Head of Ahmadiyya Muslim Community addresses Ahmadiyya Board of Arbitration’s Centenary International Refresher Course


Indeed Allah enjoins justice, and the doing of good to others; and giving like kindred; and forbids indecency, and manifest evil, and wrongful transgression. He admonished you that you may take heed. (Al Quran 16:90/91)


Source: Press Release

Courtesy: Abid Ahmed

Ahmadiyya Board of Arbitration celebrates its centenary

On 20 January 2019, the World Head of the Ahmadiyya Muslim Community, the Fifth Khalifa (Caliph), His Holiness, Hazrat Mirza Masroor Ahmad delivered the keynote address at the International Refresher Course for the Ahmadiyya Board of Arbitration (Darul Qadha) to mark 100 years since the committee’s establishment.

114 representatives of the attended from 15 countries for the weekend event held at the Baitul Futuh Mosque in south-west London on 19-20 January 2019.

During his address, His Holiness drew the attention of the attendees towards fulfilling their responsibilities as arbitrators, according to the esteemed standards of justice and truthfulness outlined in the Holy Quran and by the Holy Prophet Muhammad (peace and blessing of Allah be upon him).

Expressing his pleasure over the committee having been established for 100 years, Hazrat Mirza Masroor Ahmad said:

“With the Grace of Allah the Almighty, it has been 100 years since the establishment of Darul Qadha in the Ahmadiyya Muslim Community. We are gathered here today so that upon completion of 100 years we show gratitude to God that He has enabled us to administer this institution for 100 years and has given us the opportunity to serve within it.”

Hazrat Mirza Masroor Ahmad continued:

“Certainly, it is only the Grace of Allah the Almighty that He has enabled Darul Qadha to continue for the past 100 years. Nevertheless, a member of Darul Qadha can only be a true recipient of the beneficence associated with this institution if he fulfils the pre-requisite responsibilities that are entrusted to him.”

Speaking of the weight of responsibility upon the arbiters, His Holiness said that upholding the requirements of justice was of paramount importance and that no decision should ever be taken lightly.
Hazrat Mirza Masroor Ahmad said:

“The arbiters have very important responsibilities. Therefore, they should make every decision wisely, with due diligence and must utilise all their capabilities to uphold the highest standards of justice at all times… Every matter must be pondered over in detail and should not be taken lightly.”

To outline the standards of justice expected by Islam, His Holiness quoted chapter 5 verse 9 of the Holy Quran which states:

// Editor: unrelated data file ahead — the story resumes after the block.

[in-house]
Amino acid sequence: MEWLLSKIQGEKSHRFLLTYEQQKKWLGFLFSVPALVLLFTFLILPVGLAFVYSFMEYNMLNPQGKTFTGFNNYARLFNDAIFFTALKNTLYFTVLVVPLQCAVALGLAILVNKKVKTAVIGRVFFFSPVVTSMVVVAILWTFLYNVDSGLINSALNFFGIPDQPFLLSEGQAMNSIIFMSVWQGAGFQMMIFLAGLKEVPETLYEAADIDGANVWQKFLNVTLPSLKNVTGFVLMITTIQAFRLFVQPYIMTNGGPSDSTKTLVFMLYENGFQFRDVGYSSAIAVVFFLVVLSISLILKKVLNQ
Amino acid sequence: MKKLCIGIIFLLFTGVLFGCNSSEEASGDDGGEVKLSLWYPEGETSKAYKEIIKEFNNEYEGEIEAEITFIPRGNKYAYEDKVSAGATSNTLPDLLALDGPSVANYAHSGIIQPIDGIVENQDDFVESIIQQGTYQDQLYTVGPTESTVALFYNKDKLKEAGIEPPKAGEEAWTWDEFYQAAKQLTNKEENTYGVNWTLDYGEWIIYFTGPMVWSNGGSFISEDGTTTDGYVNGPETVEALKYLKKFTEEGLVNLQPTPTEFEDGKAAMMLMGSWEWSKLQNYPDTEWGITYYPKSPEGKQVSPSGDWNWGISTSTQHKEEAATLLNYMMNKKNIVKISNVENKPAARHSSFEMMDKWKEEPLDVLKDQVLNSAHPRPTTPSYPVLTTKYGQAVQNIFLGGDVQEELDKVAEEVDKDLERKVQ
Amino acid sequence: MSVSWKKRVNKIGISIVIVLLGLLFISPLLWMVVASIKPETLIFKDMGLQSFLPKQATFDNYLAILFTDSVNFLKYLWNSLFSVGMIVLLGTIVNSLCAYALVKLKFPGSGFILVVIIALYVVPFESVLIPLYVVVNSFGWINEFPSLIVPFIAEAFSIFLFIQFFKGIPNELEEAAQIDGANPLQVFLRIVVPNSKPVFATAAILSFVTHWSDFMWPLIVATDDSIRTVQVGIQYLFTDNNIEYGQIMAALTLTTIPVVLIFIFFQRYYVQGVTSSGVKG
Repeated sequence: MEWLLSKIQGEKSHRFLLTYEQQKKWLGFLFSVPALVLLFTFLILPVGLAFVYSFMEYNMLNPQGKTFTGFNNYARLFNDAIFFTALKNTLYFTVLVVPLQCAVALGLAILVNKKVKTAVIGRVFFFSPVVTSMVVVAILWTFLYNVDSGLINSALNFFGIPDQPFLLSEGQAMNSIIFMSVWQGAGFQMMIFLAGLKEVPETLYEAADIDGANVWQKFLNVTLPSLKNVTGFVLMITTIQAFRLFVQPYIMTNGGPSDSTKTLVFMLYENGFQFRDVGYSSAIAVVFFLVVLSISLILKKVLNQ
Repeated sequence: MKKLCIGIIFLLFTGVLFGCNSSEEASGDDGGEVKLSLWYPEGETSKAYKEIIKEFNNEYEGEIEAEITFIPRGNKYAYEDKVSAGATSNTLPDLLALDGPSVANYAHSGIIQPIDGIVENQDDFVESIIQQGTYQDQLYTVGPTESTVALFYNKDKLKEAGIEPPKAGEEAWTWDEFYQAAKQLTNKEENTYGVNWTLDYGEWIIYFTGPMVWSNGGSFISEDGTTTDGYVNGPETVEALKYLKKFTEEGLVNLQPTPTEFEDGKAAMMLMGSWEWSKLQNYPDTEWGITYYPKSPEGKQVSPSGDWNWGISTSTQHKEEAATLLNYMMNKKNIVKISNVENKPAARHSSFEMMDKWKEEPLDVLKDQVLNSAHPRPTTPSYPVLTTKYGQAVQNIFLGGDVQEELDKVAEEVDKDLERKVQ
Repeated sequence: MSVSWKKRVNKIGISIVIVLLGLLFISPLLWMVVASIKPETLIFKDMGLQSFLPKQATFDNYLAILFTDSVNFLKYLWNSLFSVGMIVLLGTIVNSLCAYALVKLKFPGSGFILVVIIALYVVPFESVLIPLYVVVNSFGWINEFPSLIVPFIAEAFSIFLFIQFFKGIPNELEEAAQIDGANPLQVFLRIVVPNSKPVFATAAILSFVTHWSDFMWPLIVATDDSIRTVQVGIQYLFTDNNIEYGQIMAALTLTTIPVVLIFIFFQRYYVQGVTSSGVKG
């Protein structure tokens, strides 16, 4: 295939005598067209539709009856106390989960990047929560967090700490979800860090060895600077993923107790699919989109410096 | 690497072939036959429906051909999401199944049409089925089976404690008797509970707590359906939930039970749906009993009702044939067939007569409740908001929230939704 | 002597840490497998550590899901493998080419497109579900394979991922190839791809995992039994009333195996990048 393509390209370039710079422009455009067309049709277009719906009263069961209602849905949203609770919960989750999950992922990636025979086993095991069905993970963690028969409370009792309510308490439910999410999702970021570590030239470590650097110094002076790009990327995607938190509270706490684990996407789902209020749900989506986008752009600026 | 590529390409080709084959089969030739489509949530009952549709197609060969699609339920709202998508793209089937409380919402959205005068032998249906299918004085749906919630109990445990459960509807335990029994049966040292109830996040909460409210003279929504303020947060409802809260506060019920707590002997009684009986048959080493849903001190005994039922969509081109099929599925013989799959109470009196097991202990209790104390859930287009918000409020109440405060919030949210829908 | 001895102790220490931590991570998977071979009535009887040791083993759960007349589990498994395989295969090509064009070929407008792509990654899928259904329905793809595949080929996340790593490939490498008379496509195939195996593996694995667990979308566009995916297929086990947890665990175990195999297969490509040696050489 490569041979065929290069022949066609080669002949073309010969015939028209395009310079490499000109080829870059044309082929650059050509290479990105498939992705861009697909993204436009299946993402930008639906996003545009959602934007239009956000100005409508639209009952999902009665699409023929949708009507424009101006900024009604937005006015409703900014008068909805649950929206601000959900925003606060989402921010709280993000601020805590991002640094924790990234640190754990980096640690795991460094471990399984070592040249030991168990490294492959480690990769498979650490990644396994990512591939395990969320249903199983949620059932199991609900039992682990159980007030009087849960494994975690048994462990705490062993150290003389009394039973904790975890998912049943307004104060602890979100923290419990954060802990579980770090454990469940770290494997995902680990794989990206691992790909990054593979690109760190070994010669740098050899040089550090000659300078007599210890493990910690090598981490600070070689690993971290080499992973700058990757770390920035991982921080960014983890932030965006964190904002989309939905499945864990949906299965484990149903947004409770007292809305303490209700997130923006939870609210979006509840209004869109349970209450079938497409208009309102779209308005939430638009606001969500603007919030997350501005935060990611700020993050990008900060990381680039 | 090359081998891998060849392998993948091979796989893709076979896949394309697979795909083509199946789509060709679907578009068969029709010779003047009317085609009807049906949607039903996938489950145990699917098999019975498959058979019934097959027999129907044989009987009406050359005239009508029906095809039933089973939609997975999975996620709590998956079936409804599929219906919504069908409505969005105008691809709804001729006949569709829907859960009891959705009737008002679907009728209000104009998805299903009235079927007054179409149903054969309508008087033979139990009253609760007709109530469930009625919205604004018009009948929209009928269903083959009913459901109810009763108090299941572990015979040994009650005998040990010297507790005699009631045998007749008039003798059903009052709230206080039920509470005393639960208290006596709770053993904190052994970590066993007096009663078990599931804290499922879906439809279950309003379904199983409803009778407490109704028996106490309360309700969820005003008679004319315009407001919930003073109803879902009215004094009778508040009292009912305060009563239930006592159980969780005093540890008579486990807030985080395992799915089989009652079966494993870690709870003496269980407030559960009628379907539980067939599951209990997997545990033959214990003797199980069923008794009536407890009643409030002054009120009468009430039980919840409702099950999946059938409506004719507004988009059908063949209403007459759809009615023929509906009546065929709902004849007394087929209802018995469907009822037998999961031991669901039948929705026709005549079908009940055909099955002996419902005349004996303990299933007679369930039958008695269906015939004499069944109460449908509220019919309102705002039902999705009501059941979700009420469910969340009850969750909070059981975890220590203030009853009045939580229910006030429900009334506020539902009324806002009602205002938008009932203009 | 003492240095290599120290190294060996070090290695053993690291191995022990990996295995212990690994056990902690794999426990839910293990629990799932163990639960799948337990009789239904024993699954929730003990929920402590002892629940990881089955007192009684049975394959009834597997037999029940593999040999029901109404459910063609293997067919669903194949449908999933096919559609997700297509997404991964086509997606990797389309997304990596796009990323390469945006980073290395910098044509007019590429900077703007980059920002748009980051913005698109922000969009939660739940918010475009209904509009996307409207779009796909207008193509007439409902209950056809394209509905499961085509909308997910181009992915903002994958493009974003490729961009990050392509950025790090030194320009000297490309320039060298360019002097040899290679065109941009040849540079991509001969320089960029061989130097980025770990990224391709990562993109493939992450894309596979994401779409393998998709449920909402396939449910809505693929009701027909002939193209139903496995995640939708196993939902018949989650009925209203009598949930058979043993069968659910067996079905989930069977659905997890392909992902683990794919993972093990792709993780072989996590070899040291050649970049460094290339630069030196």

“O ye who believe! Be steadfast in the cause of Allah, bearing witness in equity; and let not a people’s enmity incite you to act otherwise than with justice. Be always just, that is nearer to righteousness. And fear Allah. Surely, Allah is aware of what you do.”

His Holiness said that this verse contains detailed guidance and exhorts the readers to keep in view that God Almighty is aware of what is in people’s hearts. Decision makers in particular therefore should deliver their verdicts and opinions with complete sincerity and maintain the highest standards of integrity and impartiality at all times.

His Holiness said that the Holy Quran requires such standards of justice that a person must be ready to testify against himself or his close relatives in order to uphold the truth.

Read further

Suggested reading

The Bible And The Quran Are Pretty Similar When It Comes To Justice

The Holy Quran Applauded as a Landmark Contribution to ‘Words of Justice’ by the Harvard University

The Quran Gives Principles of Justice, But No Judicial System

Justice: The Most Important Quranic Theme

The Concept of Justice in Islam by Sir Zafrulla Khan


5 replies

  1. 2019 – and not even now a woman in sight. I don’t like having to remind you that females make up more or less half the population, and they DO count. But things don’t seem to be making any progress in that direction! Sad!

    • I believe a large proportion of the cases of the ‘Boards of Arbitration’ relate to marriage / family issues. Yes, would it not be useful to have the input from the ladies side in this also? (I am not saying that their activities need to be restricted to family issues actually).

  2. All religions have included women in their activities reluctantly. But the strict segregation observed by Muslims has made it harder for Muslim women to participate.
    Qada or “Department of Justice ” is function of the State, not religion. I am not sure why it is needed.

    • I think ‘arbitration’ is very much needed as every society, including the members of the Ahmadiyya Muslim Jama’at, have family dispute and other disputes. The first task of the ‘Arbitration Council’ is to try to solve such conflicts peacefully.

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